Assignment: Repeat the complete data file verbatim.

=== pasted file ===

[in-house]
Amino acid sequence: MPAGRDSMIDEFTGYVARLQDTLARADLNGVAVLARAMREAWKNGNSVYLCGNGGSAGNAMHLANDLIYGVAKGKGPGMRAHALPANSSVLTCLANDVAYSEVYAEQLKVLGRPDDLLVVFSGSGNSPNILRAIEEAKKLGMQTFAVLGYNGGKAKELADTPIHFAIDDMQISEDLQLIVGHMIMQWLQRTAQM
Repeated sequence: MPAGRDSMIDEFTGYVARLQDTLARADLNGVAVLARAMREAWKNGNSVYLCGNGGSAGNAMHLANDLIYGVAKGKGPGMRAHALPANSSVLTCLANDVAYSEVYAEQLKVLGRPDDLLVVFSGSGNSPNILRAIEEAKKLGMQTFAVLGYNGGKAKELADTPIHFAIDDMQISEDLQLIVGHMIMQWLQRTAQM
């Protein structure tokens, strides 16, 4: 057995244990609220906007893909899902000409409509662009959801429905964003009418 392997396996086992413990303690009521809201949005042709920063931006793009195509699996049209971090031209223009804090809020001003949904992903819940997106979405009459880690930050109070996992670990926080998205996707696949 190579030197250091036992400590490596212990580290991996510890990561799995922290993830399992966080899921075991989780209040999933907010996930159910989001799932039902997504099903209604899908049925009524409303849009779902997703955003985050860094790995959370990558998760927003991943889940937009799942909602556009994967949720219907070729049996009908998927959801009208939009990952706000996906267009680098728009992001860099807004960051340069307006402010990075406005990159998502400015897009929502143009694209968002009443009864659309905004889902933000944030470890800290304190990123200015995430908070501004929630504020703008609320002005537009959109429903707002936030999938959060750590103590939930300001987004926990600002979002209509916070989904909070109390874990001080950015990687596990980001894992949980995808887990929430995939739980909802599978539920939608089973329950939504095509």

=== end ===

[in-house]
Amino acid sequence: MPAGRDSMIDEFTGYVARLQDTLARADLNGVAVLARAMREAWKNGNSVYLCGNGGSAGNAMHLANDLIYGVAKGKGPGMRAHALPANSSVLTCLANDVAYSEVYAEQLKVLGRPDDLLVVFSGSGNSPNILRAIEEAKKLGMQTFAVLGYNGGKAKELADTPIHFAIDDMQISEDLQLIVGHMIMQWLQRTAQM
Repeated sequence: MPAGRDSMIDEFTGYVARLQDTLARADLNGVAVLARAMREAWKNGNSVYLCGNGGSAGNAMHLANDLIYGVAKGKGPGMRAHALPANSSVLTCLANDVAYSEVYAEQLKVLGRPDDLLVVFSGSGNSPNILRAIEEAKKLGMQTFAVLGYNGGKAKELADTPIHFAIDDMQISEDLQLIVGHMIMQWLQRTAQM
């Protein structure tokens, strides 16, 4: 057995244990609220906007893909899902000409409509662009959801429905964003009418 392997396996086992413990303690009521809201949005042709920063931006793009195509699996049209971090031209223009804090809020001003949904992903819940997106979405009459880690930050109070996992670990926080998205996707696949 190579030197250091036992400590490596212990580290991996510890990561799995922290993830399992966080899921075991989780209040999933907010996930159910989001799932039902997504099903209604899908049925009524409303849009779902997703955003985050860094790995959370990558998760927003991943889940937009799942909602556009994967949720219907070729049996009908998927959801009208939009990952706000996906267009680098728009992001860099807004960051340069307006402010990075406005990159998502400015897009929502143009694209968002009443009864659309905004889902933000944030470890800290304190990123200015995430908070501004929630504020703008609320002005537009959109429903707002936030999938959060750590103590939930300001987004926990600002979002209509916070989904909070109390874990001080950015990687596990980001894992949980995808887990929430995939739980909802599978539920939608089973329950939504095509």